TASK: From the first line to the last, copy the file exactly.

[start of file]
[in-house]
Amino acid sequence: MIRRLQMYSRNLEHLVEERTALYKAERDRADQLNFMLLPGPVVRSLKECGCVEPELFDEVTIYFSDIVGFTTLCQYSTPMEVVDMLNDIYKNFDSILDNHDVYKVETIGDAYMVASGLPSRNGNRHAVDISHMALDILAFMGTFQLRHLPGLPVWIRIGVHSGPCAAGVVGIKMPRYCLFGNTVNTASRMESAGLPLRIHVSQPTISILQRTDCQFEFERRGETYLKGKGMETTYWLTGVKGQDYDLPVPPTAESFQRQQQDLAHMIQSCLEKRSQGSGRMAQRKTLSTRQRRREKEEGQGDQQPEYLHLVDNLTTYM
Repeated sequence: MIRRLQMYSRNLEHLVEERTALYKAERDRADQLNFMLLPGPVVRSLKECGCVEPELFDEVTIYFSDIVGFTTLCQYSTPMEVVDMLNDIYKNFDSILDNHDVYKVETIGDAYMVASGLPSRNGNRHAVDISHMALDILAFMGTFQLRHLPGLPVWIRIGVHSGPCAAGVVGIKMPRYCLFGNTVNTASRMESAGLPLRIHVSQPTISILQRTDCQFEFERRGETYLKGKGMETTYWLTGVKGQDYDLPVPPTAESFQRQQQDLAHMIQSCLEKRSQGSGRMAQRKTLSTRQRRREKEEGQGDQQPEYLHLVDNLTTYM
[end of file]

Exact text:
[in-house]
Amino acid sequence: MIRRLQMYSRNLEHLVEERTALYKAERDRADQLNFMLLPGPVVRSLKECGCVEPELFDEVTIYFSDIVGFTTLCQYSTPMEVVDMLNDIYKNFDSILDNHDVYKVETIGDAYMVASGLPSRNGNRHAVDISHMALDILAFMGTFQLRHLPGLPVWIRIGVHSGPCAAGVVGIKMPRYCLFGNTVNTASRMESAGLPLRIHVSQPTISILQRTDCQFEFERRGETYLKGKGMETTYWLTGVKGQDYDLPVPPTAESFQRQQQDLAHMIQSCLEKRSQGSGRMAQRKTLSTRQRRREKEEGQGDQQPEYLHLVDNLTTYM
Repeated sequence: MIRRLQMYSRNLEHLVEERTALYKAERDRADQLNFMLLPGPVVRSLKECGCVEPELFDEVTIYFSDIVGFTTLCQYSTPMEVVDMLNDIYKNFDSILDNHDVYKVETIGDAYMVASGLPSRNGNRHAVDISHMALDILAFMGTFQLRHLPGLPVWIRIGVHSGPCAAGVVGIKMPRYCLFGNTVNTASRMESAGLPLRIHVSQPTISILQRTDCQFEFERRGETYLKGKGMETTYWLTGVKGQDYDLPVPPTAESFQRQQQDLAHMIQSCLEKRSQGSGRMAQRKTLSTRQRRREKEEGQGDQQPEYLHLVDNLTTYM